The Kids

The Kids

Friday, December 31, 2010

Waiting In Line

I find it ironic that during the season where we celebrate the birth of the savior of our sins, we are usually the least patient, not forgiving, and basically annoyed with those around us.

I am referring to the shopping experience during the month of December.

In my thirty-three years of life, I have learned to avoid stores leading up to the week of Christmas.  I did well this year by shopping early and online.  Oh, and by letting Nick play Santa and having him buy all of the last minute gifts.

However, instead of avoiding the after Christmas crazies, I joined right in and faced the crowds.  Oh, the joys of human nature.

I cannot decide what my favorite story is.  Could it be at Walmart, where I was shocked by the lack of chivalry by an old man?  After waiting for around ten minutes for help at the jewerly department, I slightly left the area to find an employee, when I realized one was finally behind the counter.  As I opened my mouth to ask for her help, an elderly man quickly walked up, spoke at the same time, looked at me and announced in a cheerful voice, "Sorry, I was here first!" 

Um, okay.  I was waiting for ten minutes and you just walked up.  But, please, you go ahead. 

(As I was later leaving the store, I looked back and he was still being helped with a line of people behind him waiting their turn.)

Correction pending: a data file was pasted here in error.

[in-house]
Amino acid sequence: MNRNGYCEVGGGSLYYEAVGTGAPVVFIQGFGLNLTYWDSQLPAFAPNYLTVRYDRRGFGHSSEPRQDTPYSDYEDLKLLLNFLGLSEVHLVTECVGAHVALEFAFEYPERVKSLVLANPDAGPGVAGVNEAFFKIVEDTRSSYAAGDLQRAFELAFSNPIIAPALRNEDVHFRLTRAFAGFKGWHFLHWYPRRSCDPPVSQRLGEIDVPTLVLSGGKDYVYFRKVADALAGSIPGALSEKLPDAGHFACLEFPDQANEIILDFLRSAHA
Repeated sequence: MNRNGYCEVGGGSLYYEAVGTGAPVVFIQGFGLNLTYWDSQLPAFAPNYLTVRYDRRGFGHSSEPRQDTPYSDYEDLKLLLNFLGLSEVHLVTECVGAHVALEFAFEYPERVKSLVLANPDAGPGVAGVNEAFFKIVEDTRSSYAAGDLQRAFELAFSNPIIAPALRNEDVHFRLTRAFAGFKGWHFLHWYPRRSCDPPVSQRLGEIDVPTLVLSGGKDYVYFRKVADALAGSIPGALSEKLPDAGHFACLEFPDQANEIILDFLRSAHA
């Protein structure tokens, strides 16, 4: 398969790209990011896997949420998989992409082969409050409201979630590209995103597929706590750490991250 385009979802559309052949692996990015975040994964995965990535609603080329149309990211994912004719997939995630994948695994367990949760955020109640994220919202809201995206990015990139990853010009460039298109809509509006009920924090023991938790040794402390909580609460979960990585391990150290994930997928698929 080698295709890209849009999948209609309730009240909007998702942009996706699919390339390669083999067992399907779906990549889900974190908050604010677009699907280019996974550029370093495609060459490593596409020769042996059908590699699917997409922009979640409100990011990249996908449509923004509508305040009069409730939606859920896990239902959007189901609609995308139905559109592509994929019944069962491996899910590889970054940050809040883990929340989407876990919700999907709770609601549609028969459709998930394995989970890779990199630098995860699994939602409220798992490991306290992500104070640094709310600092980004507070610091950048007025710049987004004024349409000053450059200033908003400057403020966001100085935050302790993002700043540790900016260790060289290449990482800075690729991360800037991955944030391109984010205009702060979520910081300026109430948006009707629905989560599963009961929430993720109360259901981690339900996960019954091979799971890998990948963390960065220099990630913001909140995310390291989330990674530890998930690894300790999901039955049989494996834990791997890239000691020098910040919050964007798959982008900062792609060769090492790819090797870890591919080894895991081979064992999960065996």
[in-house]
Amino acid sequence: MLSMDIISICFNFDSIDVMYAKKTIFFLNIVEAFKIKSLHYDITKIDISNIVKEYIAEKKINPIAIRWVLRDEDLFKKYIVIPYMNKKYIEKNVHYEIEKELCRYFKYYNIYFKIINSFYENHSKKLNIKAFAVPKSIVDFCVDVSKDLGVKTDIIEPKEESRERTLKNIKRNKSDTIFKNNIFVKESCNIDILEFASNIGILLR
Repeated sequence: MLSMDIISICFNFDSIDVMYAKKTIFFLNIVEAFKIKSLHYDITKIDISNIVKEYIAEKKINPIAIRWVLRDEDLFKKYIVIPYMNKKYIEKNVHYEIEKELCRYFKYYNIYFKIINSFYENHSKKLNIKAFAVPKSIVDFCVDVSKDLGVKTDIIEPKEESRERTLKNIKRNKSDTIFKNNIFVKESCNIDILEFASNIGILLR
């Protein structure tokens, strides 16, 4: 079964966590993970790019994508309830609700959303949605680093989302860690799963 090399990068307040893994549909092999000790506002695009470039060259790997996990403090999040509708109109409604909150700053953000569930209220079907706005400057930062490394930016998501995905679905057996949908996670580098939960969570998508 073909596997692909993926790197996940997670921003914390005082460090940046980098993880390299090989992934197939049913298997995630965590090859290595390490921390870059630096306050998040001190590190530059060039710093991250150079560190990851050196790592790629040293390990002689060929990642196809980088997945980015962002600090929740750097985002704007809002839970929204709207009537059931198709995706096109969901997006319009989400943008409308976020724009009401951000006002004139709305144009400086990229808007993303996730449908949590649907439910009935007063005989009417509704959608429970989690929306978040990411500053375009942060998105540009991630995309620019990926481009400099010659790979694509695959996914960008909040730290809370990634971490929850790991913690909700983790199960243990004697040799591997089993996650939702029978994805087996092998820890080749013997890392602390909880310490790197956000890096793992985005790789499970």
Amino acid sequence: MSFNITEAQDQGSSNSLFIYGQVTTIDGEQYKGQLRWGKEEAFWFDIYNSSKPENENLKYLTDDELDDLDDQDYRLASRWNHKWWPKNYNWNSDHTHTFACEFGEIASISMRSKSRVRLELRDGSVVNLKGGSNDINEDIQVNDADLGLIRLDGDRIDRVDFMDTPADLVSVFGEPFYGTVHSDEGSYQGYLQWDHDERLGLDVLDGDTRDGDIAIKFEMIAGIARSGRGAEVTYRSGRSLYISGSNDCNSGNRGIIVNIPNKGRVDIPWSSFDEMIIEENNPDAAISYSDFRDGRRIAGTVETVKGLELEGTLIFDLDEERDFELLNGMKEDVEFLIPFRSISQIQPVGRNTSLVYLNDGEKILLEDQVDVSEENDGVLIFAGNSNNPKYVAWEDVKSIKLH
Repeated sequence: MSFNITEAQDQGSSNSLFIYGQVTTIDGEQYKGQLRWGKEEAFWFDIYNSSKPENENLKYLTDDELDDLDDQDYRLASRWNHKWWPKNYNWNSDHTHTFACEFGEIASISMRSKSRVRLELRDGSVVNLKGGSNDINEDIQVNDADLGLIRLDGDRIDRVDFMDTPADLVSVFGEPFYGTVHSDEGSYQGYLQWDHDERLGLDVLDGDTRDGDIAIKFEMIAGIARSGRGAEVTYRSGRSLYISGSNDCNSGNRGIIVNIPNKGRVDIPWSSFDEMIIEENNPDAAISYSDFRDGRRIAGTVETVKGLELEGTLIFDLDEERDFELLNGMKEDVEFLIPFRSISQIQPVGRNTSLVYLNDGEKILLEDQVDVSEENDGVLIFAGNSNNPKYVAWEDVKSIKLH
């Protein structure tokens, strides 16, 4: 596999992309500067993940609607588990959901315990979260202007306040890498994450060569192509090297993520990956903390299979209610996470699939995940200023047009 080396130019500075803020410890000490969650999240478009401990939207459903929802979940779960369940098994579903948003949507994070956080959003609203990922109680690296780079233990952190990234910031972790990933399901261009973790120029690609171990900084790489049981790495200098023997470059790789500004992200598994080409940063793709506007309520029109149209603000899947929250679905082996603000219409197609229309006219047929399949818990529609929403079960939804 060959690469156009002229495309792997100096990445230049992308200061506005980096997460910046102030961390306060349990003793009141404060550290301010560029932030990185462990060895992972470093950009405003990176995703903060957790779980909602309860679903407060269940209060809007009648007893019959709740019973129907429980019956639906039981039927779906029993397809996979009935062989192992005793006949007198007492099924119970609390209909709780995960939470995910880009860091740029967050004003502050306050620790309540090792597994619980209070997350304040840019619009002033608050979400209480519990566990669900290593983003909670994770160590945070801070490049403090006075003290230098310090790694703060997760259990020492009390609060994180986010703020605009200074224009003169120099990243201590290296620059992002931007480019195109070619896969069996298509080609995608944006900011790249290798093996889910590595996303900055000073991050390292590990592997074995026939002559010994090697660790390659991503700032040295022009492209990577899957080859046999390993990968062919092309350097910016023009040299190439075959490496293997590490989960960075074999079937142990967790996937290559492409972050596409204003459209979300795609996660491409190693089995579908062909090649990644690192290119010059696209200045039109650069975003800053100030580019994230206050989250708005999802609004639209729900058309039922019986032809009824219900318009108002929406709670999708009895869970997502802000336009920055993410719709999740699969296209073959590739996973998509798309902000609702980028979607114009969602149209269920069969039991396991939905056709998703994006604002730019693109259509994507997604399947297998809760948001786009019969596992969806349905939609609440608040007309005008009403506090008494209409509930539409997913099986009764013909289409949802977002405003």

Or could it be the story of the angry woman in line at the Kmart customer service department?  When I joined the line, I followed the clear sign that pointed to where the line began.  As I stood there, I noticed a man walk up to the other side of the desk, avoiding the line.  The woman in front of me spoke loudly, "Sir, sorry, but the line starts back here."

(Have you ever noticed that people often use the word "sorry" when they really mean the opposite?  "Sorry, I was here first" and "Sorry, but the line starts back here"-translation meaning, "You are wrong and in my way so stop bothering me.")

The man was helped anyway, and as if that was not bad enough, the other customer service rep walked away from the counter to help another worker right as the angry woman approached the desk for her turn. 

I really feared for the life of the next person to keep her waiting.

Thankfully, someone finally helped her.  I eventually had my turn as well, but as I stood there, I noticed a few more people avoiding the real line and "playing dumb" by standing at the other counter.  The service rep noticed my glances towards them and said, "It happens every day."

I think that every person should spend at least one day working in public service.  Wait a few tables, stand on your feet for a few hours as a cashier, hand out some burgers and fries-just one day can give you a lifetime lesson on patience.  The people serving you are doing the best that they can and they have to deal with all sorts every single day.  Why not be the one who makes their day by being kind and patient?

Or-stand in line, complain, give the evil eye, build up your frustrations and let everyone around you know that your time is much more important than theirs.  That could be fun, too.

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